On the menu at The Twisted Bagel Co. is a wide variety of made-from-scratch bagels, homemade cream cheese, breakfast sandwiches, and lunch options.
In addition to the traditional bagel flavors, The Twisted Bagel Co.’s unique creations are becoming quite popular, like the jalapeno cheddar bagel and the bacon, egg, and cheese bagel (the bacon, egg, and cheese is not on the bagel, but baked right into the dough!). They have seasonal items too, like their pumpkin bagel for the fall and a cranberry eggnog twist bagel that will be on the menu soon. They also offer gluten-free bagels for those with a gluten sensitivity.
And, who said bagels can only be eaten for breakfast? The Twisted Bagel Co. even comes up with lunch creations like a tuna fish sandwich or a burger on a bagel.
“I just want to make good food, get to know my customers, and make people laugh,” said Ernst, who helped Samora open The Twisted Bagel Co. because she simply wanted to have her own business as a means to express her creativity.
Name a better way to start your day than a good laugh and a good bagel from The Twisted Bagel Company.
You can see their daily specials and what they come up with next on their Facebook page, www.facebook.com/TheTwistedBagelCompany, or their Instagram @twistedbagelco. Hours are Monday, Wednesday, Thursday, and Friday, 6:30 a.m. to 2 p.m., and Saturday and Sunday, 6:30 a.m. to 1 p.m. Contact the shop at 518-80-TWIST or 518-808-9478. Website coming soon!
SARATOGA SPRINGS — The Diversity, Equity, & Inclusion (DEI) Committee of the Saratoga Springs City School District has picked four new community members to join the board, while parents’ concerns about the committee are still not being addressed.
In an email sent out to members of the district, and at the Nov. 22 DEI Committee meeting, the names of the four individuals picked to join the committee were announced. Over 60 parent/community member interest forms were received, but applicants heard nothing about the progress of their applications until the announcement.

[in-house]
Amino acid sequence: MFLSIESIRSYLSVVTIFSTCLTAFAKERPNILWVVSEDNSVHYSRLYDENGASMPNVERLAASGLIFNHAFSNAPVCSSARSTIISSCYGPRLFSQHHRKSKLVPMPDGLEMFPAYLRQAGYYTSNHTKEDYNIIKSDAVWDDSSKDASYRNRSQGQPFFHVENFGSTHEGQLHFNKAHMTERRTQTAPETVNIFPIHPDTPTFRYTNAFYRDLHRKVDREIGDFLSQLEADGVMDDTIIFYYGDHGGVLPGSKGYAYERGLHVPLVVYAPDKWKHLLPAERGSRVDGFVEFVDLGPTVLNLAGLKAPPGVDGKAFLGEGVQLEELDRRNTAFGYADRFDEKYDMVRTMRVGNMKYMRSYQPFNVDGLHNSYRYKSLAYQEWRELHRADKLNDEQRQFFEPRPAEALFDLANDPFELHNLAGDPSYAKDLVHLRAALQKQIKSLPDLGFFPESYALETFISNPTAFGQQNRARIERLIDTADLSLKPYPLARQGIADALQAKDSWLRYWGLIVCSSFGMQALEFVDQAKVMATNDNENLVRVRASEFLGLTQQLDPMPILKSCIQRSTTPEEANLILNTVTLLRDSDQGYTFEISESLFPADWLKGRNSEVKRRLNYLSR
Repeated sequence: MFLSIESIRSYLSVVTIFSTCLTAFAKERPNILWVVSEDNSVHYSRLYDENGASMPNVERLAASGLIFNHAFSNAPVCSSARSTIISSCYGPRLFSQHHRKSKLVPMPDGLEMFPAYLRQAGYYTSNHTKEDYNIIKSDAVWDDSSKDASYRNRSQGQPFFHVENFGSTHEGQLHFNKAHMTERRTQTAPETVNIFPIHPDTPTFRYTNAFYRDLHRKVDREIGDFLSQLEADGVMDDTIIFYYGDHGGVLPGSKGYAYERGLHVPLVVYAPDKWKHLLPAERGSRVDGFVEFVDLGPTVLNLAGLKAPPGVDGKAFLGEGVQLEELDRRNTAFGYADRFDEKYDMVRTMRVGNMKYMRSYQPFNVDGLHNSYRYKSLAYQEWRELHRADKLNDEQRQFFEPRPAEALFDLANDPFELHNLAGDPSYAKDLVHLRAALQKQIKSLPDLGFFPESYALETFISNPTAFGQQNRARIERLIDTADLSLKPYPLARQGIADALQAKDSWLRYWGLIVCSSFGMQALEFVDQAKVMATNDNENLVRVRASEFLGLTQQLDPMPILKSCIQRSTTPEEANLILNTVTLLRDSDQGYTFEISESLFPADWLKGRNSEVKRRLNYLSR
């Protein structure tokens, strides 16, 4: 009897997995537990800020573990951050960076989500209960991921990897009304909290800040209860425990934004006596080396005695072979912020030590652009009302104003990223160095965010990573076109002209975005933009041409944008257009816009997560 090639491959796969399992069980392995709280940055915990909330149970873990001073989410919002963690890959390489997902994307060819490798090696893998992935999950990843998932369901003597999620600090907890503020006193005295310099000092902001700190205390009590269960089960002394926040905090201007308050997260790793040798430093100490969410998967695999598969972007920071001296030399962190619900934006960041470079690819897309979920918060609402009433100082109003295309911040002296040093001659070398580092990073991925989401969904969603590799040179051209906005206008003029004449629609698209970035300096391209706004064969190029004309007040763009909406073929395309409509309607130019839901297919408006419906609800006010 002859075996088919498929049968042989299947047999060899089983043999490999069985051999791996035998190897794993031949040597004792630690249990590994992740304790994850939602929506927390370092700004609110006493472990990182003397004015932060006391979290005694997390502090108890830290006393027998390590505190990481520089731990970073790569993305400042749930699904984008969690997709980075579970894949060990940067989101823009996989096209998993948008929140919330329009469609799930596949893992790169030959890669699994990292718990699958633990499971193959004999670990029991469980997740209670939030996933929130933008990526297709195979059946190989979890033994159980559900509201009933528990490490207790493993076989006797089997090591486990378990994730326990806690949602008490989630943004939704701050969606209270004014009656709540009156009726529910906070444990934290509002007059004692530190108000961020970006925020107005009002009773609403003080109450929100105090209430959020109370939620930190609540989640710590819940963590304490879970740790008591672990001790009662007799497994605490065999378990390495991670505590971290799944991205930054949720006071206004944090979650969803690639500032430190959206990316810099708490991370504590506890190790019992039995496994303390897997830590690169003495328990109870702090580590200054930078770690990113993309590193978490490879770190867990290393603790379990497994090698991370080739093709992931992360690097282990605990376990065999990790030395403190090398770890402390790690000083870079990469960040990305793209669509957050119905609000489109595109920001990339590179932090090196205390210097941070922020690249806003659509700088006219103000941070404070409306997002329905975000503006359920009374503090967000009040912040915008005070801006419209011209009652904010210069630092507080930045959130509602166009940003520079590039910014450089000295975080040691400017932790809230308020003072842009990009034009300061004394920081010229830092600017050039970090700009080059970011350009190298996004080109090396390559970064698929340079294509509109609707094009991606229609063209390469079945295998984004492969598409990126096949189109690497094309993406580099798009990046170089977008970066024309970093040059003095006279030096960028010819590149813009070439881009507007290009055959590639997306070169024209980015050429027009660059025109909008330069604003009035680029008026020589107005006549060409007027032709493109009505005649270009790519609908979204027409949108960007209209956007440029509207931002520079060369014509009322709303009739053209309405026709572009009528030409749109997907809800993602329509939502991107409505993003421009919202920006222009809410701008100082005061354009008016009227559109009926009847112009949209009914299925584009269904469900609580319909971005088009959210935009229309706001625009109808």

Amy, a parent who applied for the DEI Committee confirmed that after submitting her interest form, she received no further correspondence from the committee regarding her application status.
“The committee is not being transparent,” said Amy.
The first element from the NYSED DEI Framework, which the Saratoga Springs City School District had adopted, is governance – “Establish a district Diversity, Equity, and Inclusion Committee that is representative of all stakeholders.”
Brian, a conservative parent from a minority family, applied for the DEI Committee and was not selected. He can attest that this governance element is not closely followed.
“The committee is not representative of the conservative district members,” said Brian.
Michael, another minority parent who is conservative, also submitted an application. He expressed similar concerns to Brian’s.
“There is not an equal an opportunity for a diversity of races to be on the committee,” said Michael.
According to Superintendent of Schools Dr. Michael Patton, “A subcommittee (student, staff member, two community members, and two building administrators) volunteered to review the interest forms to select four new members. This subcommittee reviewed each individual’s response of why they were interested in serving on the committee and their personal or professional experiences that will assist the work of the committee.”
Although Amy added that from a parent’s perspective, “there is no real mission statement.”
Board of Education (BOE) President Anjeannette Emeka added that the board trustees on the committee serve by invitation, just like any other stakeholder.
Parents in the SSCSD have real concerns about DEI/CRT, as do countless other parents across the country. All DEI Committee meetings are available to the public and can be watched via WebEx; meeting links can be found on the events calendar on the district’s website: www.saratogaschools.org. At the BOE Workshop on Oct. 26, Dr. Patton announced the possibility of an open forum with community members to address their concerns about the DEI policies, but no further information has been posted.
MILTON — Fred Dreher is celebrating his 80th birthday. Dreher is in his 57th year of much appreciated service to the community throughout his careers and has been on the job as the Court Officer at the Milton Town Court since the late 90s.
Born on Nov. 26, 1941, Dreher is a lifelong resident of Ballston Spa. He graduated from Ballston Spa High School in 1959 and enlisted in the Marine Corps. From the Marine Corps to Court Officer, all of Dreher’s roles show his dedication to serving the community.
In 1965, he began working as a Patrolman with the Ballston Spa Police Department, while simultaneously being employed full-time by General Foods in Saratoga, and helping his wife, April, raise four children.
Part of the duties of a Patrolman were providing security when court was in session. Dreher grew to enjoy work in the court and continued to sign up for the duty, becoming a “regular” there.
When Dreher retired from General Foods, he maintained his part-time position as a patrolman and doing court sessions until 1995. Dreher, always a hard worker, also added another role as a Code Enforcement Officer for the Town of Milton.